Taiwan and Somaliland, Somalia’s northern autonomous region, have agreed to boost diplomatic relations between them. The main feature being the opening of Representative Offices in their respective capitals.
“We’ve signed an agreement with Somaliland to establish good relations. A Taiwan Representative Office will be set up in this independent country on the Horn of Africa. We’re thousands of miles apart, but share a deep-seated love of freedom & democracy,” Taiwan’s Foreign Minister Joseph Wu said.
His comment posted on Twitter came as Somaliland confirmed that in February this year, Foreign Affairs and International Cooperation Minister, Yasin Hagi Mohamoud paid a four-day official visit to Taipei.
“The main purpose of the visit was to sign Somaliland-Taiwan diplomatic agreement and to establish new political and economic relations,” the Ministry added.
Wu disclosed that Taiwan’s contacts with Somaliland dated back to 2009. He defended the opening of representative offices saying that eight other nations or international bodies had such offices in Somaliland, including Ethiopia.
“I think what we are doing is not much different from other countries,” Wu said. “In essence, Somaliland is an independent country.” A claim Somalia has routinely rejected even cut diplomatic ties over, when Guinea accorded visiting Somaliland president presidential courtesies.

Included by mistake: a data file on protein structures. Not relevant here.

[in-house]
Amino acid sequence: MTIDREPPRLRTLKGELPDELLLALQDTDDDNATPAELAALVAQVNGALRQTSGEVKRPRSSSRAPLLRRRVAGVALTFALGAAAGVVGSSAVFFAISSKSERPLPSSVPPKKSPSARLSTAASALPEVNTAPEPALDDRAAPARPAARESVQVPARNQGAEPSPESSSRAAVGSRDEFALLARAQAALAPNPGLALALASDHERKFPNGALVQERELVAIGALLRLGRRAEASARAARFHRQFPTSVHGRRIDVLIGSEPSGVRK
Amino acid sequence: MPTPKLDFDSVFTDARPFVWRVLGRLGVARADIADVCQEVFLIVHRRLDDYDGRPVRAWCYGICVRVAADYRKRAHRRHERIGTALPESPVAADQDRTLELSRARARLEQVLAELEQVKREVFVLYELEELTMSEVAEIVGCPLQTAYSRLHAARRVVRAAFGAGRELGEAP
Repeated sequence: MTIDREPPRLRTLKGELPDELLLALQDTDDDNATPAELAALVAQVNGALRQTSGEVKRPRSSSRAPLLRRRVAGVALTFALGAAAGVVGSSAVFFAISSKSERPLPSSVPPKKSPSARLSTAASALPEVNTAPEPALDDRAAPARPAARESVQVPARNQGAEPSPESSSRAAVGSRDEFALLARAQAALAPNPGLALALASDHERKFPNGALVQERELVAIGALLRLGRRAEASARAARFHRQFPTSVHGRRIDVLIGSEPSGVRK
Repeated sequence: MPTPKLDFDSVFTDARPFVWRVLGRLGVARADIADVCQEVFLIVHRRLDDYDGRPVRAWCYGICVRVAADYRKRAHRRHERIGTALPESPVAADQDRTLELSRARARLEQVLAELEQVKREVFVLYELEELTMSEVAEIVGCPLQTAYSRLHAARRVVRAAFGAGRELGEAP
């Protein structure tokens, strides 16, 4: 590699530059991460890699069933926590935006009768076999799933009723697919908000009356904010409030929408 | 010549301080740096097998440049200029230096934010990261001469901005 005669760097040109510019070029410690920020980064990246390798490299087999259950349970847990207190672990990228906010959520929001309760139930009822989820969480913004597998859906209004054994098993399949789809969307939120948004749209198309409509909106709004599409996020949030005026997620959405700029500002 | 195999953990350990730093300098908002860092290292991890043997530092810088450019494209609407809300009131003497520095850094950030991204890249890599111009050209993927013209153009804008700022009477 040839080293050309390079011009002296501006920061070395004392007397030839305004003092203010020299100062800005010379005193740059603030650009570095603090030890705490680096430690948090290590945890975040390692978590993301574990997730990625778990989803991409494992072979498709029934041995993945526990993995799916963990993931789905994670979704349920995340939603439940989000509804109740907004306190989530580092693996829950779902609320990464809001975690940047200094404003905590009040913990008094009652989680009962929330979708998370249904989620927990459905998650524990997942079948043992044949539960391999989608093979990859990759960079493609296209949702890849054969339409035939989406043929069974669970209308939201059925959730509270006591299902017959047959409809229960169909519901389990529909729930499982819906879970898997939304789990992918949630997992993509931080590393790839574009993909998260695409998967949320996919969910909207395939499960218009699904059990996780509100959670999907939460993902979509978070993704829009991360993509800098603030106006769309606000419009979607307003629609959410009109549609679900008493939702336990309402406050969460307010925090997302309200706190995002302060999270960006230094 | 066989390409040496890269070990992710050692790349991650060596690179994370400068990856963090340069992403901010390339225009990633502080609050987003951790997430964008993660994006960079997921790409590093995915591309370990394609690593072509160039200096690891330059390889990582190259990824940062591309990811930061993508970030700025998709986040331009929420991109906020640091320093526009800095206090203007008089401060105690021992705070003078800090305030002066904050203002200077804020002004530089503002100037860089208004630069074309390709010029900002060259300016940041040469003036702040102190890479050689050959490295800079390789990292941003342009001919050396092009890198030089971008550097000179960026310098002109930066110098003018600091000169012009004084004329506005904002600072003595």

Taipei – Hargeisa: dogged struggle for recognition
Taiwan’s diplomatic reach extends to a little over a dozen countries globally because of pressure from China. Beijing considers the island to be its territory and has succeeded in getting all African countries except eSwatini to sever ties with Taiwan.
Formerly a British protectorate, Somaliland merged with former Italian Somaliland in 1960 to create Somalia. But it declared itself independent in 1991 as Somalia plunged into chaos after the fall of the Siad Barre regime.
Somaliland has been pushing for independence ever since. It has its own government based in the self-appointed capital of Hargeisa, its own army and prints its own currency. It is regarded by the international community as an autonomous region of Somalia and not a sovereign state.